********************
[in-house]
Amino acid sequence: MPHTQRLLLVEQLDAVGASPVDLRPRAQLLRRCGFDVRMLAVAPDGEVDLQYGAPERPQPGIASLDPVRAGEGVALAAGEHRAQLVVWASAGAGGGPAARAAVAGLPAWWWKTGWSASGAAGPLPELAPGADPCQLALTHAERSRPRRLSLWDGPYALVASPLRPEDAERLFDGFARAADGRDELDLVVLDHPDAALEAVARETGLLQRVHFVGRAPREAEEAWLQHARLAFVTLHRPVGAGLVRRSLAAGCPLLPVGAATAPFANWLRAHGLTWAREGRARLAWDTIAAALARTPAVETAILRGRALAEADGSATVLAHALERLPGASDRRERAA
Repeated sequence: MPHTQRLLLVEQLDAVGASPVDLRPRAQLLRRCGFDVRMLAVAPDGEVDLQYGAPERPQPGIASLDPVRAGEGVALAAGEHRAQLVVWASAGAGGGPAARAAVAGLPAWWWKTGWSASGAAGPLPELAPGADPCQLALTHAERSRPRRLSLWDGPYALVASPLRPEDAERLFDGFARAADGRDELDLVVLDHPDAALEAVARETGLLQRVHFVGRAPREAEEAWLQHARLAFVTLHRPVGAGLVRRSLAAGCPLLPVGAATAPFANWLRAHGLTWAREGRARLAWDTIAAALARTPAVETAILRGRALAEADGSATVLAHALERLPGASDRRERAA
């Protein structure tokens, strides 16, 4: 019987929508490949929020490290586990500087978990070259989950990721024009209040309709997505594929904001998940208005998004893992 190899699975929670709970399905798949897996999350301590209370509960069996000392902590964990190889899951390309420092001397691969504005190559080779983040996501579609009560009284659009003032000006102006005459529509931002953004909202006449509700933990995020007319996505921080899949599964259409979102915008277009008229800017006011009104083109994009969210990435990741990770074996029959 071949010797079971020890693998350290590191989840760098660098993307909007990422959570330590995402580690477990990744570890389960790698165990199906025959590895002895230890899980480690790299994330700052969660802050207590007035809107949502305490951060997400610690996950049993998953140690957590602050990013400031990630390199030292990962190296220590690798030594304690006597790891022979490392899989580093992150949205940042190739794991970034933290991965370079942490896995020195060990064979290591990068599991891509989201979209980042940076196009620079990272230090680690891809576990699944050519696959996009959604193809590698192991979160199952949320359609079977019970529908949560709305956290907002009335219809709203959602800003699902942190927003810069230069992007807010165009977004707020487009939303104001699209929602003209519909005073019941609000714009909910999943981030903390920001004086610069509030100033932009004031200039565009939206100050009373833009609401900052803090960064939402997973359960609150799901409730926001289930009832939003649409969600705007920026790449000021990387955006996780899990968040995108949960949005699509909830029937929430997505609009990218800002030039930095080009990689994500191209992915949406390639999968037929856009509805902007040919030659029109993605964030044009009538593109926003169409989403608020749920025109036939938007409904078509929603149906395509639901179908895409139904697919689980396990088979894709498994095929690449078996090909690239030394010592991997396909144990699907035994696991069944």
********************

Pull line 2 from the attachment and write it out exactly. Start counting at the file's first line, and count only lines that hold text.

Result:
Amino acid sequence: MPHTQRLLLVEQLDAVGASPVDLRPRAQLLRRCGFDVRMLAVAPDGEVDLQYGAPERPQPGIASLDPVRAGEGVALAAGEHRAQLVVWASAGAGGGPAARAAVAGLPAWWWKTGWSASGAAGPLPELAPGADPCQLALTHAERSRPRRLSLWDGPYALVASPLRPEDAERLFDGFARAADGRDELDLVVLDHPDAALEAVARETGLLQRVHFVGRAPREAEEAWLQHARLAFVTLHRPVGAGLVRRSLAAGCPLLPVGAATAPFANWLRAHGLTWAREGRARLAWDTIAAALARTPAVETAILRGRALAEADGSATVLAHALERLPGASDRRERAA